Education Talks: Personalised learning brings students to the fore
- Reading time: 6 minutes
Hard on the heels of the TeachUP project, we sought to learn more about personalised learning and its applications. In this joint interview, Karen Triquet (Vrije Universiteit Brussel) and António Manuel Silva (Ministry of Education, Portugal) discuss how personalised learning differs from personalisation, and what teachers can do to accommodate it.
What is the difference between “personalisation” and “personalised learning”?
Karen: I believe that personalised learning is really about the individual within the specific context, their learning needs, their interests... while personalisation is more attached to the technological aspects of it and how technology can be scaffolded and respond to different learner needs. But maybe you can add something on personalised learning.
António: I’m completely in line with your ideas, but I think personalised learning is focused on the development of the talent, of the individuality. Personalised learning is about focusing on the integration of each student. Because sometimes we think of personalised learning as an isolation of the students, but this is not the point – the point is, how can we integrate the students and better understand their skills? An effective methodology in personalised learning is peer learning, so it’s very important to all the students to be integrated in groups and collaborate by themselves in so many different works – PBL, for example.
How should you assess personalised learning?
Karen: If you’re gonna give this choice, if you’re gonna build this ecosystem, you should assess to reflect – which is a big change. But you should assess what you’re giving them the choice for, and what is the vision that you actually want to build, which is personalised learning, which forces you to change the way you are assessing. So, a lot more formative assessments throughout the learning process that are not just for the teacher, but really fed back, given back to the student. How should the students reflect on their thinking? How can they learn better?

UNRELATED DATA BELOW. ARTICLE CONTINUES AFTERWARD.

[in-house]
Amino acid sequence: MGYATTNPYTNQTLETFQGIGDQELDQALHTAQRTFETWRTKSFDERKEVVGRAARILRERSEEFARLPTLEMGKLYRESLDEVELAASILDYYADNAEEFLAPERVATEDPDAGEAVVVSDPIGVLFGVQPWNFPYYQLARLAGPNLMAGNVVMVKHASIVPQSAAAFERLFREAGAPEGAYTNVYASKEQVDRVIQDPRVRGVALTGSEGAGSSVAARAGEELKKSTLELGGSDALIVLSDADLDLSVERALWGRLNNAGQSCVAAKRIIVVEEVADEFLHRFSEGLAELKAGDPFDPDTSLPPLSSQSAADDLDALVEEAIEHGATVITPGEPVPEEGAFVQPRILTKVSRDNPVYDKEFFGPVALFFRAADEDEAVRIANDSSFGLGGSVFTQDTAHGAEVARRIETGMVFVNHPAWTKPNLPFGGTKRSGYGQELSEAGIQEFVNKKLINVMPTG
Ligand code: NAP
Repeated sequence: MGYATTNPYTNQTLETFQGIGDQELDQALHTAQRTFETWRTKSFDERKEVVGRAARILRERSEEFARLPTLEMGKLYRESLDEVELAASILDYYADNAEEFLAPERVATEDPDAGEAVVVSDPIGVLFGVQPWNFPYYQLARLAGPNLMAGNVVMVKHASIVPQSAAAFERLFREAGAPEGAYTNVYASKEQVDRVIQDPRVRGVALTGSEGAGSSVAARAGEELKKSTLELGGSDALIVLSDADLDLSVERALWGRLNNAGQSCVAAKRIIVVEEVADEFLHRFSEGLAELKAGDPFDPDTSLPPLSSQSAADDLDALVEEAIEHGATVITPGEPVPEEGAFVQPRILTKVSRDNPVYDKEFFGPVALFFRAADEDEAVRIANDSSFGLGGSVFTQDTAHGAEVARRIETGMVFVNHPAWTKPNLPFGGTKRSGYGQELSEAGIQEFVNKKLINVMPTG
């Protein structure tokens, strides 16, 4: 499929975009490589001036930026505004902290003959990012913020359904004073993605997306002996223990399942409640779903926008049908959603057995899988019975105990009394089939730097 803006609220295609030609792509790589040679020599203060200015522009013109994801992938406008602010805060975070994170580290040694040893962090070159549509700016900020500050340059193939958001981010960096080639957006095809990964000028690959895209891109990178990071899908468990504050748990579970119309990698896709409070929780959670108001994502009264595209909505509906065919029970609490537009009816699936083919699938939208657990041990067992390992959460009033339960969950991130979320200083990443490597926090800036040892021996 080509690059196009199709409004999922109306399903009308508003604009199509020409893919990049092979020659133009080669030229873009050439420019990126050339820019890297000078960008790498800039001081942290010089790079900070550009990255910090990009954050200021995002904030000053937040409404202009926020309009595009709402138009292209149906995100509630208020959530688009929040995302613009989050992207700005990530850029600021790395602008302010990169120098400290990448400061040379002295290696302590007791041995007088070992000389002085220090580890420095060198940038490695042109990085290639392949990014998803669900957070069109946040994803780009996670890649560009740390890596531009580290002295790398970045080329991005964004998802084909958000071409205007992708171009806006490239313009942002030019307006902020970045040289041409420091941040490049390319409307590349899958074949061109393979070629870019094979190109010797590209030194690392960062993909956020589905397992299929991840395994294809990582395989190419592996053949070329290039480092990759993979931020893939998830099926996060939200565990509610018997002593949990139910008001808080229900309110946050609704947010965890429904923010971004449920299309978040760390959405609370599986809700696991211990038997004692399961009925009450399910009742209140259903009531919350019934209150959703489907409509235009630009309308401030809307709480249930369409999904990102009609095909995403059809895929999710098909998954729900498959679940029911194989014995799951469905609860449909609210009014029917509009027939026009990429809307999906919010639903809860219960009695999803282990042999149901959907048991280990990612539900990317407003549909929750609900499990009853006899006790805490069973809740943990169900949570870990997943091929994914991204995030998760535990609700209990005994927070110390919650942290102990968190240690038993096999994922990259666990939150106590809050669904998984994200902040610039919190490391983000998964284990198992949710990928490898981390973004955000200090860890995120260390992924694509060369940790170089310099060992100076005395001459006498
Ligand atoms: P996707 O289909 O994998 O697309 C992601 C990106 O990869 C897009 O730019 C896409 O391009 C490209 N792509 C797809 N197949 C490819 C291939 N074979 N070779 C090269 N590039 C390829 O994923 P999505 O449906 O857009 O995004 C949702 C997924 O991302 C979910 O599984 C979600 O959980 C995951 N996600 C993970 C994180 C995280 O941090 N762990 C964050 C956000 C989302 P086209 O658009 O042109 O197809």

What is emerging from the TeachUP project on personalised learning?
António: The rationale of this experimentation is how to improve retention rates in online teachers’ training. This is very important. And in this sense we are studying tutoring models and learning analytics tools are being developed to meet the specific needs of each training. So, this is a kind of personalisation and personalised learning, and this experimentation is being developed in a very controlled environment to produce sustainability and outputs and results through the development of four MOOCS. One of them is exactly about personalised learning.
Karen: Because we know that MOOCs and massive open online courses demand a lot of self-responsibility on the learner and TeachUP is trying, indeed, through its experimental approach, to kind of bridge how to integrate the learner – then, through the different types of data, capture how to understand that learner, how to respond to that learner... But not just relying on personalised or personalisation, which would be the EdTech dimension, but bringing in this participatory voice.
What first steps towards personalised learning can teachers take?
Karen: I think it comes in many different forms that you can do as a teacher, so providing choice opportunities for your students. You know what standards and kind of achievements you want them to accomplish, but where can you build in choice? Where can you give students ownership? Then, on the other hand, it's also about just understanding who your students are. What do they care about? And then, I also think as a teacher, it’s about role modelling. So, developing yourself, developing how you are actually learning in personalised ways, gives you a much bigger strategy and toolbox to approach what you can enable for your students. But maybe you see something else...
António: I think we should think not as a closed environment, not as closed ecosystem. Personalised learning brings the community to all the learning processes. So, I think we need to better understand where is our context, we need to understand the context of the students, and then create a plan to integrate all of these tasks, all of these areas.